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You Don't Mess With the Zohan Review

Other Critics provided by

Critics scores range from 0 to 100, with higher scores indicating more favorable reviews.

  • 3.0

    out of 100

    Mixed or average reviews
    based on a weighted average of all
    critic review scores.

  • 58

    out of 100

    Entertainment Weekly Lisa Schwarzbaum

    Forget "Monty Python," You Don't Mess With the Zohan is a circus that never really flies.

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  • 63

    out of 100

    USA Today Claudia Puig

    The laughs are hit and miss and the movie is ho-hummus.

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  • 70

    out of 100

    The Hollywood Reporter Sheri Linden

    The comedy star's legions of fans will welcome the cheerfully crude proceedings as a return to silliness after several earnest, lower-key character turns. The melange of Middle East diplomacy, action absurdity, sexual healing and, when in doubt, hummus, wavers between muscular and middling. It's a surefire hit.

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  • 80

    out of 100

    Wall Street Journal Joe Morgenstern

    On screen it looks crazed, but the comic energy is huge, if indiscriminate, and Mr. Sandler's performance -- think Topol doing Charles Boyer -- can be as delicate as it is gleefully vulgar or grotesque.

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For Families provided by Common Sense Media

Iffy for 14+

Lots of lewd Sandler stuff, but also some laughs.

What Parents Need to Know

Parents need to know that You Don't Mess with the Zohan is a classic Adam Sandler movie: Crude, impolitic, and riddled with sexual jokes, swearing, and offhand nudity (including a couple of shots of Sandler's bare butt). For exactly those reasons, it's very likely to attract his usual fan base, many of whom are teens. The film pokes fun at everything and everyone -- the elderly, political assassins, homosexuals, cabdrivers, racists, hairdressers, women with breast implants -- and often teeters on the line between funny and downright insulting. But, believe it or not, it's all in the name of the heartwarming (if cliched) message that love -- and, for that matter, personal goals -- triumphs over war and politics.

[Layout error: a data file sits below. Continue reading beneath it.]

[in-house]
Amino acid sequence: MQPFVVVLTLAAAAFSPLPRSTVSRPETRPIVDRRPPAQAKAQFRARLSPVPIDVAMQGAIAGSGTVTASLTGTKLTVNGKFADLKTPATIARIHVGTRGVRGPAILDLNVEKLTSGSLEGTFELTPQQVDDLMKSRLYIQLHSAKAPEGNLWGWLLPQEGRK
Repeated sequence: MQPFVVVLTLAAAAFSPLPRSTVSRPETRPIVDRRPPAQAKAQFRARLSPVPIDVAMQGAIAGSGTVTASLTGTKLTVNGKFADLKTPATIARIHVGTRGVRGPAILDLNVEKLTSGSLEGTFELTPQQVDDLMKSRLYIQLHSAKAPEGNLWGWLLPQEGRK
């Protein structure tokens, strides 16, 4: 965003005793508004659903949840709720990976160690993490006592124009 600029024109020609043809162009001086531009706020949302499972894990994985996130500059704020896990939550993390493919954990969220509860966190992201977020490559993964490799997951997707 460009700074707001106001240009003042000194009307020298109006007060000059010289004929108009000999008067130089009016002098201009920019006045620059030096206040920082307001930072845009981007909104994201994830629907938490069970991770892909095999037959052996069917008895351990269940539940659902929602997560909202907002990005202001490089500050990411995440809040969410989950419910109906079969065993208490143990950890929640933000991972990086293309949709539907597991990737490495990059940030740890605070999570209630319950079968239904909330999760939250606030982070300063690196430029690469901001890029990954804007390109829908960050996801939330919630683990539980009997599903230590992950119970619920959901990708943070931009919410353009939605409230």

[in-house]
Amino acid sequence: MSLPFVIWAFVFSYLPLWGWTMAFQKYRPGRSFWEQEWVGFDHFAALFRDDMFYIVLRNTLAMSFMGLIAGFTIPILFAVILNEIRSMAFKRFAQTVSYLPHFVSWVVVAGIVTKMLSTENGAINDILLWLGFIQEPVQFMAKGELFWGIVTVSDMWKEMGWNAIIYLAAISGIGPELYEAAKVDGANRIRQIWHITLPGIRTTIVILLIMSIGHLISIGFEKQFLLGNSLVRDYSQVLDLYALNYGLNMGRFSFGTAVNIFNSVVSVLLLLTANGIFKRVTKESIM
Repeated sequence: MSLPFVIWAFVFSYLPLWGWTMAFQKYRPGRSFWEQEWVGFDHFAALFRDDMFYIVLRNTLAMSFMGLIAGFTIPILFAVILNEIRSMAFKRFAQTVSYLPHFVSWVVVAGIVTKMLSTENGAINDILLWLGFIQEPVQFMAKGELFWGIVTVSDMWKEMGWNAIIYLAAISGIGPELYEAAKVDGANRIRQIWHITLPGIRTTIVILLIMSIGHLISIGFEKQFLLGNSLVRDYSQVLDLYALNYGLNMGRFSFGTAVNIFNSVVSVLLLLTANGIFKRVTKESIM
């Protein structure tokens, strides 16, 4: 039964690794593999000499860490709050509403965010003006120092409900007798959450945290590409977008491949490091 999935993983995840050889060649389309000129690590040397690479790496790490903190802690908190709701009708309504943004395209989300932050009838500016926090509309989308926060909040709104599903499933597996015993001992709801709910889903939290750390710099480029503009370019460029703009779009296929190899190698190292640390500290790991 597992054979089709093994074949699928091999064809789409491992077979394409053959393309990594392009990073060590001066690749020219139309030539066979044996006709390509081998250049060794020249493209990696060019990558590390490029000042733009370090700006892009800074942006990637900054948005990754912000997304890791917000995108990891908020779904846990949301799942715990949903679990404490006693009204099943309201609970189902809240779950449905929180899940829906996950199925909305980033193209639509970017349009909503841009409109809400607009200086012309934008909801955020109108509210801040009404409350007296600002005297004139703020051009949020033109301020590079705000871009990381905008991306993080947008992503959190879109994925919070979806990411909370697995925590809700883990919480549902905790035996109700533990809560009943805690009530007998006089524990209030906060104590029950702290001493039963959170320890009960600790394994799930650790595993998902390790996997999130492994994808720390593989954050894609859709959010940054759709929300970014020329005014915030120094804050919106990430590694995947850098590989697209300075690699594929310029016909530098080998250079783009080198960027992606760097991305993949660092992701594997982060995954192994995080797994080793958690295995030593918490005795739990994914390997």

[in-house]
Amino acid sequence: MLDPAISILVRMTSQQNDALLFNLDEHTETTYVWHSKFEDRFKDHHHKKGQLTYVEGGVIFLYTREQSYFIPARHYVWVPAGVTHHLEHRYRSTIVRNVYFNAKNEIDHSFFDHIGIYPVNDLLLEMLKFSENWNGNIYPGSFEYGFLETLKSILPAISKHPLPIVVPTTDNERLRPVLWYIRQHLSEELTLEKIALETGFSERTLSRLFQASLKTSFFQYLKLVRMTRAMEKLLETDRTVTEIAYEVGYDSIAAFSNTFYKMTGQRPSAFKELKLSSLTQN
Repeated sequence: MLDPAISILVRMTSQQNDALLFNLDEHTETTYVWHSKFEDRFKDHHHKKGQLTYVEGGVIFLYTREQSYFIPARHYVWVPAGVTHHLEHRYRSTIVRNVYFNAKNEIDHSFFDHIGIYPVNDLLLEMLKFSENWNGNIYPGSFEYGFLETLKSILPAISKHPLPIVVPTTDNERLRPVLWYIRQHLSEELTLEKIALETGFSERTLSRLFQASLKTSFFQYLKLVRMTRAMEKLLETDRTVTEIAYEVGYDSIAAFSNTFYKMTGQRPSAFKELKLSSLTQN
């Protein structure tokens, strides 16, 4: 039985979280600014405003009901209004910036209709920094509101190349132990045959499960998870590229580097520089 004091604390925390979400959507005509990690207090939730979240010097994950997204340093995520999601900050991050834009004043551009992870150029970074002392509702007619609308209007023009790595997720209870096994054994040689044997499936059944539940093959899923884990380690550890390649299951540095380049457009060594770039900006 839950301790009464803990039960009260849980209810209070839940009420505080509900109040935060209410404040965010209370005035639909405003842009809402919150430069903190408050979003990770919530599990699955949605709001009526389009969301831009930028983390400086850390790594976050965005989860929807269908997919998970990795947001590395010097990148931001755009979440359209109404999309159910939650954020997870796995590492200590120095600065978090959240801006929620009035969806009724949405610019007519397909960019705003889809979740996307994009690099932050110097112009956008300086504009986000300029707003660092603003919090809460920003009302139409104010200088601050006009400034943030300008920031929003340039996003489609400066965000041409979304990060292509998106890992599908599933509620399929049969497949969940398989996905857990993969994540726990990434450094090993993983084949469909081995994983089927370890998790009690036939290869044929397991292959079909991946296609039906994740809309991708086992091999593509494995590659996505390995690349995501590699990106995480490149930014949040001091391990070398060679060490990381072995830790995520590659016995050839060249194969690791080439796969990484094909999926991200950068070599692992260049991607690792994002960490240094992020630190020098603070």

• Families can talk about Sandler's brand of crude humor. Clearly, the film is using exaggeration for comic effect, but do they cross the line? If so, when, and who defines what "the line" is in the first place?
  • Do you think Sandler needs to rely on stereotypes to arrive at hismessage about transcending differences in the name of happiness?
  • Doesthe crude humor take away from the movie or help it succeed?

The good stuff
  • message true0

    Messages: No group is spared from the movie's mockery, including the elderly, homosexuals, racists, and more. Despite this, you could argue that the movie actually promotes a message of peace and understanding among warring nations -- and there's even a secondary message of love crossing barriers.

  • rolemodels true0

    Role models: Zohan is a killer by trade, and he's pretty good at it. He shows nocompunction about hurting other people (though he does profess later tobeing tired of it). He also lies to family and friends about hiswhereabouts and to his new American acquaintances about his identity.

What to watch for
  • violence false3

    Violence: Lots, but it's quite cartoonish and generally played for laughs. For example, Zohan can jump from rooftops and land on enemies without getting hurt, he gets shot at without getting hit because he stops bullets with his bare hands, and he can successfully battle loads of gun-equipped assassins. Other characters brandish weapons and missiles, and there's a fair amount of kicking and tossing people around. In one scene, someone cuts off Zohan's hand, which he then uses to kill his tormentor.

  • sex false5

    Sex: Plentiful, and plenty crass. The film begins with lots of cleavage (and has plenty more throughout), punctuated immediately by a close-up of Sandler's naked backside (which viewers see again later). Incessant sexual jokes, suggestions of Zohan bedding all sorts of women as part of the "hairdressing experience." Sex scenes include some group activities. Lots of lewd references to body parts, sexual activity, etc. A woman's naked backside is visible in one scene in which intercourse is implied. Zohan gives his clients "happy endings."

  • language false3

    Language: Language includes "goddamn," "s--t," "jackass," "screw," and more.

  • consumerism false2

    Consumerism: Signage everywhere, from Zohan's favorite fizzy soda to Phantom's fast food restaurants. Also, clear logos/signs for movers, stores, malls, and the venerable Paul Mitchell hair salon.

  • drugsalcoholtobacco false2

    Drinking, drugs and smoking: Some social drinking, primarily at the beach parties Zohan hosts in the beginning of the movie.